The Grand Wizard of Magic Catalysts, Robert C. Dalton and his “Magic Kingdom”, ESTEC Technology Works LLC, are in possession of a collection of volumes of secret books that contain spells (formulation of materials and processes) for energy applications, chemical synthesis, environmental applications, food processing and biotechnology as well as now [sic] search for Daltonite, a quasi-mineral, that is in our Solar Systems and most likely is found throughout the Galaxy.

ESTEC Technology Works, LLC will soon be announcing the formation of their new “Solar Systems Exploration Division Incorporated” and ESTEC/Dalton will be searching areas at, near or around Mars, Neptune and Jupiter to locate one or more facilities to search for Daltonite and to develop and launch technology to supply energy, oxygen, habitat and infrastructure for the expansion of the reach of humans and their colonization beyond Earth and Low Earth Orbit”.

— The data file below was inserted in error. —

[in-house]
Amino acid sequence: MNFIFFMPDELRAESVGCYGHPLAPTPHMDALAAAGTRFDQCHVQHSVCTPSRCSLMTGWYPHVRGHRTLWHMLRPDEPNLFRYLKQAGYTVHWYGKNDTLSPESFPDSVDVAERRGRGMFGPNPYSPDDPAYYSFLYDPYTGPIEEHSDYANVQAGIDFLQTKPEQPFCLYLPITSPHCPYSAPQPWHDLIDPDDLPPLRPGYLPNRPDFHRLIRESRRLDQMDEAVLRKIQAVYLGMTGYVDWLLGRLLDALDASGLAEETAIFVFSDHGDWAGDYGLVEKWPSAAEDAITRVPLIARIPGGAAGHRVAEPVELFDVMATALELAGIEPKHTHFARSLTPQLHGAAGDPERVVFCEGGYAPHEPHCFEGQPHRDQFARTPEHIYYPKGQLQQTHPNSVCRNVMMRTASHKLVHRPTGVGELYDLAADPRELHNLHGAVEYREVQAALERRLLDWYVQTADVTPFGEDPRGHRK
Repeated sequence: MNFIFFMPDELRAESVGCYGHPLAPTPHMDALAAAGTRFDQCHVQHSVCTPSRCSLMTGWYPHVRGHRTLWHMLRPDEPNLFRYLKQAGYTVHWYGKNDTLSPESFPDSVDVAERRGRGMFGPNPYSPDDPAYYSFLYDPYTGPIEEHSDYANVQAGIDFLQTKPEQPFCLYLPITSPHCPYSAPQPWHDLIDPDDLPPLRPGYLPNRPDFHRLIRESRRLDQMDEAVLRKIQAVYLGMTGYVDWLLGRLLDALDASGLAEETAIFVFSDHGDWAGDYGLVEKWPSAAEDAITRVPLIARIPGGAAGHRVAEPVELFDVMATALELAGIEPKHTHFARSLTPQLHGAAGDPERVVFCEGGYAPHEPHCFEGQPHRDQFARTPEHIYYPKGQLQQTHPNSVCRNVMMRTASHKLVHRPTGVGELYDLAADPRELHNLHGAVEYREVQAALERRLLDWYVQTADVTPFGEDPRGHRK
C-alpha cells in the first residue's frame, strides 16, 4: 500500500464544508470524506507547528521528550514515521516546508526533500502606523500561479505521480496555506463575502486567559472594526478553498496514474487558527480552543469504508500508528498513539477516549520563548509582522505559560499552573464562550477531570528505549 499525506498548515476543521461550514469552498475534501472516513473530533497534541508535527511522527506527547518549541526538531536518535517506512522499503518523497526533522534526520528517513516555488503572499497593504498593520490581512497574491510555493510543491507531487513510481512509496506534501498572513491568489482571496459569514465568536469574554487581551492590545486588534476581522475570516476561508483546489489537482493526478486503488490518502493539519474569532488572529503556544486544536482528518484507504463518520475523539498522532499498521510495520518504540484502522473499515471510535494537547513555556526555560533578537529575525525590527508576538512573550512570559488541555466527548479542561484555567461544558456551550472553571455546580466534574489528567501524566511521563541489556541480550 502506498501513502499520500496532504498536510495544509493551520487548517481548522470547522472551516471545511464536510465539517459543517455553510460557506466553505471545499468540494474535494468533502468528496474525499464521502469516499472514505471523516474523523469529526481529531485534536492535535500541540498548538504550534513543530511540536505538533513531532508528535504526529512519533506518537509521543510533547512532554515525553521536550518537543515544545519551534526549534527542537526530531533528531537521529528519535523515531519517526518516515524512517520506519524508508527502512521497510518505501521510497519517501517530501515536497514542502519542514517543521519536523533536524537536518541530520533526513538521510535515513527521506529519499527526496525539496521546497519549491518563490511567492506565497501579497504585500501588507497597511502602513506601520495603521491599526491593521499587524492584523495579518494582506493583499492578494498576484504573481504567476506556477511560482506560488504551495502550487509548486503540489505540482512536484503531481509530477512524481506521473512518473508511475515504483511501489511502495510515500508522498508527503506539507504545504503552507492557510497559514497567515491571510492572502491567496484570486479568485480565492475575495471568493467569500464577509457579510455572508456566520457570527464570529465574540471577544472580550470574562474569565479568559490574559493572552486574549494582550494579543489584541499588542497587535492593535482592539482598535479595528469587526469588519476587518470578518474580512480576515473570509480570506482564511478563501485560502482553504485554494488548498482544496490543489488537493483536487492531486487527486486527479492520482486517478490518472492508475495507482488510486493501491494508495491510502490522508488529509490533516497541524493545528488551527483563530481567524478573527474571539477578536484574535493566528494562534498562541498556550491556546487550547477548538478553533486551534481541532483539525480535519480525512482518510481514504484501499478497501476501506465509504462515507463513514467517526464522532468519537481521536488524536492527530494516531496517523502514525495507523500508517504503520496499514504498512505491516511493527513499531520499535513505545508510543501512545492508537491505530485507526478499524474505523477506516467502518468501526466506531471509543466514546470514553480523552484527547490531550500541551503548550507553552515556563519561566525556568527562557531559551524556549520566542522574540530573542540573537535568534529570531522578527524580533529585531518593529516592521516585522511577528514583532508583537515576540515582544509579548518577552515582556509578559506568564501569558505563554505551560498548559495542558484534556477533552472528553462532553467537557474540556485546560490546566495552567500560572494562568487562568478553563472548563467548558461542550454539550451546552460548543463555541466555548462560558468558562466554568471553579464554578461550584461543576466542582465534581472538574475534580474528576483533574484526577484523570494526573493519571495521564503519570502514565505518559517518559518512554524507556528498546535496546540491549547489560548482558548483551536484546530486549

Now the story can be told

For two years, the KiOR story been one part circus, one part asset grab, and one part “What the heck happened”? But now the smoke is clearing.

Looking towards the future, Inaeris Technologies is the emerging remnant, described by its President Chris Artzer as, in essence, a Series A venture-backed company, at pilot stage, aiming to demonstrate the technology it believes will be robust and which it aims to demonstrate in time. In the case of Inaeris, as Artzer adds, it has the benefit of being at pilot stage but having produced a million gallons of in-spec, drop-in renewable fuels.

What of the past? Since last winter, we have visited with multiple parties intimately familiar with KiOR’s science and commercial progress dating back to its formation, and we have reviewed dozens of documents relating to technology development, yields, and commercial claims from 2007 — that tell the true story of KiOR.